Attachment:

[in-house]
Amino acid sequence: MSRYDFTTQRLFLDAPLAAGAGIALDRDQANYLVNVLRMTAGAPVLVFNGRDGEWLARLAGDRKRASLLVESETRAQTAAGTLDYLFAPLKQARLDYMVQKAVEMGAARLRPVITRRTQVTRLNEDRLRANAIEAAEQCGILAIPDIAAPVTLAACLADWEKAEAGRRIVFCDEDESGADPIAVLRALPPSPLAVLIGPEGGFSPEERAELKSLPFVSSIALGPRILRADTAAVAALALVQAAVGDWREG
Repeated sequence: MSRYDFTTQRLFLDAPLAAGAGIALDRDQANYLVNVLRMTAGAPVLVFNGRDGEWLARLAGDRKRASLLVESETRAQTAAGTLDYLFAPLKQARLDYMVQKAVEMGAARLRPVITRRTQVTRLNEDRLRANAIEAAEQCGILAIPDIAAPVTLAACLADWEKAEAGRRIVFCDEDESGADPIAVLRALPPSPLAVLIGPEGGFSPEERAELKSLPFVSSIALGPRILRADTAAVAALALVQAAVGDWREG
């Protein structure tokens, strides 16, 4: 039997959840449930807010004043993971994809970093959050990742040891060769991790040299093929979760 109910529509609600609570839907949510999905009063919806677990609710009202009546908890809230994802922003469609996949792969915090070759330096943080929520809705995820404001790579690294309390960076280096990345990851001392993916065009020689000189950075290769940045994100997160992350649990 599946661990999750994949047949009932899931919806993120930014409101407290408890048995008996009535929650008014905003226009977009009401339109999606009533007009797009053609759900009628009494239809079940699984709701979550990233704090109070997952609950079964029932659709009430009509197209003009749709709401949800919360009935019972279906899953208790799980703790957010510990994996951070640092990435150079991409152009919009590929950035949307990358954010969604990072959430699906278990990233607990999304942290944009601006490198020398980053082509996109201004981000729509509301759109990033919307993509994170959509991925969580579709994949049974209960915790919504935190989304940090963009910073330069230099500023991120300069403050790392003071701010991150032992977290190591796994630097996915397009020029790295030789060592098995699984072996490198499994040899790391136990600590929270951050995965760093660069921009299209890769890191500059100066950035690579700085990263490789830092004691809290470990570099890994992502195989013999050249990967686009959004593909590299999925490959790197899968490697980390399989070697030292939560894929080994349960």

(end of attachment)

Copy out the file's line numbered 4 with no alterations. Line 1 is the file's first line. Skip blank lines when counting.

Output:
């Protein structure tokens, strides 16, 4: 039997959840449930807010004043993971994809970093959050990742040891060769991790040299093929979760 109910529509609600609570839907949510999905009063919806677990609710009202009546908890809230994802922003469609996949792969915090070759330096943080929520809705995820404001790579690294309390960076280096990345990851001392993916065009020689000189950075290769940045994100997160992350649990 599946661990999750994949047949009932899931919806993120930014409101407290408890048995008996009535929650008014905003226009977009009401339109999606009533007009797009053609759900009628009494239809079940699984709701979550990233704090109070997952609950079964029932659709009430009509197209003009749709709401949800919360009935019972279906899953208790799980703790957010510990994996951070640092990435150079991409152009919009590929950035949307990358954010969604990072959430699906278990990233607990999304942290944009601006490198020398980053082509996109201004981000729509509301759109990033919307993509994170959509991925969580579709994949049974209960915790919504935190989304940090963009910073330069230099500023991120300069403050790392003071701010991150032992977290190591796994630097996915397009020029790295030789060592098995699984072996490198499994040899790391136990600590929270951050995965760093660069921009299209890769890191500059100066950035690579700085990263490789830092004691809290470990570099890994992502195989013999050249990967686009959004593909590299999925490959790197899968490697980390399989070697030292939560894929080994349960």